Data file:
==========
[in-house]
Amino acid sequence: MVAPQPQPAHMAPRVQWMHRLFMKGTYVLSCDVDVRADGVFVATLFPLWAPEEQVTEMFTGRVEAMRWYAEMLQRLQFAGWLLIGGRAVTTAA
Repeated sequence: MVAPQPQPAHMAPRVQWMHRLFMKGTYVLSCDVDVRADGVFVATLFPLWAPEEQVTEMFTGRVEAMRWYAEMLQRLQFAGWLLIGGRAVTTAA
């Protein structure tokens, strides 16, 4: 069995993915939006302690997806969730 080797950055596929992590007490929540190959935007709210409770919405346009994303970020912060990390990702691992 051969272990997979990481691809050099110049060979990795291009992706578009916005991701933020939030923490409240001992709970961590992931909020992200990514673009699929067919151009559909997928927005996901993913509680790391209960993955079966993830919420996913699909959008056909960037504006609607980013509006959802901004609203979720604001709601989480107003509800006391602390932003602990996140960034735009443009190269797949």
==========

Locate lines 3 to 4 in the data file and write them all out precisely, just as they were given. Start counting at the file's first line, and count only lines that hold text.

Repeated sequence: MVAPQPQPAHMAPRVQWMHRLFMKGTYVLSCDVDVRADGVFVATLFPLWAPEEQVTEMFTGRVEAMRWYAEMLQRLQFAGWLLIGGRAVTTAA
């Protein structure tokens, strides 16, 4: 069995993915939006302690997806969730 080797950055596929992590007490929540190959935007709210409770919405346009994303970020912060990390990702691992 051969272990997979990481691809050099110049060979990795291009992706578009916005991701933020939030923490409240001992709970961590992931909020992200990514673009699929067919151009559909997928927005996901993913509680790391209960993955079966993830919420996913699909959008056909960037504006609607980013509006959802901004609203979720604001709601989480107003509800006391602390932003602990996140960034735009443009190269797949």